The Curiously Quiet Case of Sigrid Maurer: The Ex-MP Punished for Outing her Harasser


By Surabhi Grover

Sigrid Maurer caseOver the past few months, I have been shocked by the lack of press covering Sigrid Maurer’s case, considering how pertinent it is to women outing their abusers/harassers on social media all over the world.

I have primarily been following fresh developments using the somewhat clumsy Google translations of German news sites (where it has been covered in abundant detail), supplemented by a friend who speaks fluent German.

This case is particularly relevant to the present times when the fire of #metoo is exploding across different countries of the globe.

Whether it is Chinese women cleverly using an alias for the hashtag to escape censorship (#RiceBunny, followed by emojis of rice and a bunny, the local words for which are mi and tu, respectively) or women in the Philippines rallying up for the basic right of divorce (the only country  to not have divorce rights apart from the Vatican), women have been speaking up against systemic sexual harassment.

Imagine a local shopkeeper sends you explicit and vulgar messages. You go on to share them on your social media, warning other people (especially women) that they should at least know who they are buying goods from.

The shopkeeper drags you to court and you get punished instead – all for outing a sexual harasser and warning neighbourhood women.

This is not a story from some comically dark tragedy, but something that has just occurred to Maurer. In the words of her lawyer, this is a unique case of ‘perpetrator-victim reversal’.


Sigrid Maurer, an Austrian woman who has been a Member of Parliament in the past, got Facebook messages with explicit sexual harassment from the proprietor of a craft beer shop she had recently passed by in Vienna.

The messages said, ‘You went to my shop today and looked at my dick as if you wanted to eat it’. The messages got worse – the next time she could ‘put it in her mouth without words and suck him down to the last drop’. He also wrote ‘I would like to fuck you in your fat ass’.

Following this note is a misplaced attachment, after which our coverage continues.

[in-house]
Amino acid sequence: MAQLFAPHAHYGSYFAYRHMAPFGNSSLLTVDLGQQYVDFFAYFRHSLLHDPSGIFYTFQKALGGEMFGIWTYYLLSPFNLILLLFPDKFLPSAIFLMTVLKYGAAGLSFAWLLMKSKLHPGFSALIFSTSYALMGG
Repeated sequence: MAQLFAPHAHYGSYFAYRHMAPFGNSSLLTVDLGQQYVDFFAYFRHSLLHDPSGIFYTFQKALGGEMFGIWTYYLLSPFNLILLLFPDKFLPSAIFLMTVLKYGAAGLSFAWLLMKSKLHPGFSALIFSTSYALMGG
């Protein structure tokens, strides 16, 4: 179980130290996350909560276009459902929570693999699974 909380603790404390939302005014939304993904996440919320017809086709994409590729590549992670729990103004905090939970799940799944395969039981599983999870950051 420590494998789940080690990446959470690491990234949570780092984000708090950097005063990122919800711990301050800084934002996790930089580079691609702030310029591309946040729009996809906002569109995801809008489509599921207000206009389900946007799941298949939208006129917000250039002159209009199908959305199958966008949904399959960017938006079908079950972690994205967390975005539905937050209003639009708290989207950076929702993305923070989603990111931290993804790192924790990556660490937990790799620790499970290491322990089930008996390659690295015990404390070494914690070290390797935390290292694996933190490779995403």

These are simply some translated extracts from the slew of messages sent from the personal Facebook account of Albert Lastufka, the shopkeeper.

(Note: I considered not reproducing the messages here because of the explicit content – but why shy away from phrases we are subjected to and harassed within our daily lives?)

Maurer then tweeted a screenshot of his messages, appropriately captioned ‘Now I have the feeling that his business is not very successful, but maybe in a city full of hipsters, it’s good to know which female-despising asshole you buy your beer from’.

The shopkeeper then sued her for libel and credit damage, demanding damages of up to 60,000 euros, plus legal costs; for damaging his reputation and negatively impacting his sales.

The case of the shopkeeper

The shopkeeper claimed that he did not send those messages. Lots of people used his PC, and someone else could have sent it.

It was pointed out in the Court that the messages were sent in the same style and voice in which he wrote his Facebook posts, along with the idiosyncratic punctuation.

He further claimed that he was on a phone call with his partner at the time the messages were sent and produced phone records. The question is, in this day and age, who isn’t aware that it is extremely easy to talk on your phone and send Facebook messages from your PC at the same time?

Maurer was told that she should have asked for the shopkeeper’s position on the issue before putting up his messages.

Even if we assume that his PC and his personal Facebook account were used to send the messages, wouldn’t the first reaction of an innocent person be horror and apology at the nature of such detestable messages sent in his name?


Maurer has been ordered to pay 3000 euros as fine for reputational damage and 4000 euros as compensation. Her lawyer Maria Windhager has stated that they shall prefer a full appeal.

Lastufka notably stated that he felt like the defendant at the trial.

Social media and the #metoo movement

While Maurer did not use the #metoo hashtag, the question that is often asked by critics of such social media postings is, ‘Why to use social media and not follow “due process” instead?’

Under Austrian law, Maurer did not have too many options as private messages of this kind are not yet criminally punishable in the country. This drives home an important point – everything that is sexual harassment is not always criminally punishable under law.